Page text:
Remember dates. Mark your calendar and make note of birthdays, anniversaries, and especially the anniversary date of the person’s death. I assure you that the anniversary of a person’s death will not be overlooked by loved ones we are left behind. Let the grieving know that we remember too. Such remembrances are treasures by those who are grieving.
     Do good. Don’t simply offer to do good, actually do it. Sometimes we find ourselves saying, “If there’s anything you need, just let me know.” This offer may salve our consciences, but it is rings hollow and is an offer that will rarely be acted upon. Instead, if you really want to offer your help, say something like, “Would you rather me run to the store and get some groceries for you, or would you rather have me do the dishes for you?” This wording is much more likely to receive a positive response and allow you the opportunity to minister.
     Let people grieve. A widow once told me that whenever she started to cry, a close relative would tell her to stop crying and be strong. Don’t encourage a person to suppress grief. Crying is not only a human response to grief, but it’s healthy.
     Avoid empty platitudes. Trite phrases that do not comfort and some of which do not even  accurately reflect biblical truth, need to remain unspoken. Saying things like, “I understand exactly how you feel,” or “God must have needed another angel,” or “it was God’s will,” or “at least you’re young, you can marry again/have more children” are either hurtful, insensitive, or do not reflect the truth. If you struggle for words to say, then simply say these, “I’m sorry.” “I’m praying for you.” “I love you.”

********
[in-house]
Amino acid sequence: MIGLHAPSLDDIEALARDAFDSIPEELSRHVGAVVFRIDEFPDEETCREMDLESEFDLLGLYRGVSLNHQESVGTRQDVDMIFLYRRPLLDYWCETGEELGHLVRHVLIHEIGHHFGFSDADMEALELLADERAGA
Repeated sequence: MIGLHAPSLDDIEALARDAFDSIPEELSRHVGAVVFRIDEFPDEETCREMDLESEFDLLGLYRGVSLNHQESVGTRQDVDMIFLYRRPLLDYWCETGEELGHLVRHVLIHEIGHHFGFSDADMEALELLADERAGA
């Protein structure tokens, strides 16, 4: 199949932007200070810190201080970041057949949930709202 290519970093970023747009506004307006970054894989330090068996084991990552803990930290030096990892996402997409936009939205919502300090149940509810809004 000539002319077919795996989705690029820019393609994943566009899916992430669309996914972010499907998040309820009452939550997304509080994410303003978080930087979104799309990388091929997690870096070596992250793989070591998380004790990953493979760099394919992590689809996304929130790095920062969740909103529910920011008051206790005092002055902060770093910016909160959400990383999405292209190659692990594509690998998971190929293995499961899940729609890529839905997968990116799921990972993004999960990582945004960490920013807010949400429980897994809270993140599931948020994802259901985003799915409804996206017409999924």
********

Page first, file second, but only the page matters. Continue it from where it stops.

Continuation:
If we follow these suggestions, we will be better equipped to comfort others the way God comforts us (2 Corinthians 1:3-4).

- Steve Higginbotham preaches for the Karns Church of Christ in Knoxville, TN. He may be contacted through the congregation's website at http://www.karnschurch.org Copyright © 2018 MercEmail
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Forgetting Who is God
By David Bragg

    Syracuse should be used to snow. Beginning as a friendly competition between workers in New York offices of the National Weather Service (NWS) over which upstate New York city would get the most snow (the winning city awarded The Golden Snowball Award), the city of Syracuse has most consistently won. Based on the NWS records since 1950-51 season, Syracuse most often tops the list for most snowfall. The winter of 1991-92 would be a banner year with a little over 162 inches of snow by March. This lead the city’s Common Council to pass this resolution: "Be it resolved, on behalf of the snow-weary citizens of Syracuse, any further snowfall is expressly outlawed in the city of Syracuse until December 24, 1992" (www.syracuse.ny.us). It snowed just two days later.
    Many have been the times in human history when mankind seems to have forgotten how to distinguish between created and Creator. It started as early as the Garden of Eden where Satan proved just how gullible humankind would be in convincing themselves that they, not God, were really in control. It would be repeated often, most shockingly at the cross of Jesus.
    We can be guilty of the same today each time we prove selective in which commands to obey and which we think we can disregard. No matter how often we convince ourselves that we are in control, we need to stay close enough to God's word for the inspired reminders that God is God and that we are not.

- David Bragg serves as one of the ministers at the Northwest Church of Christ in Greensboro, NC and is co-editor of BulletinGold. He may be contacted through the congregation's website: http://www.nwchurchofchrist.com/ or his blog: http://davidbragg.blogspot.com/
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Peace and Assurance
By Gerald Cowan

Lord, You will keep in perfect peace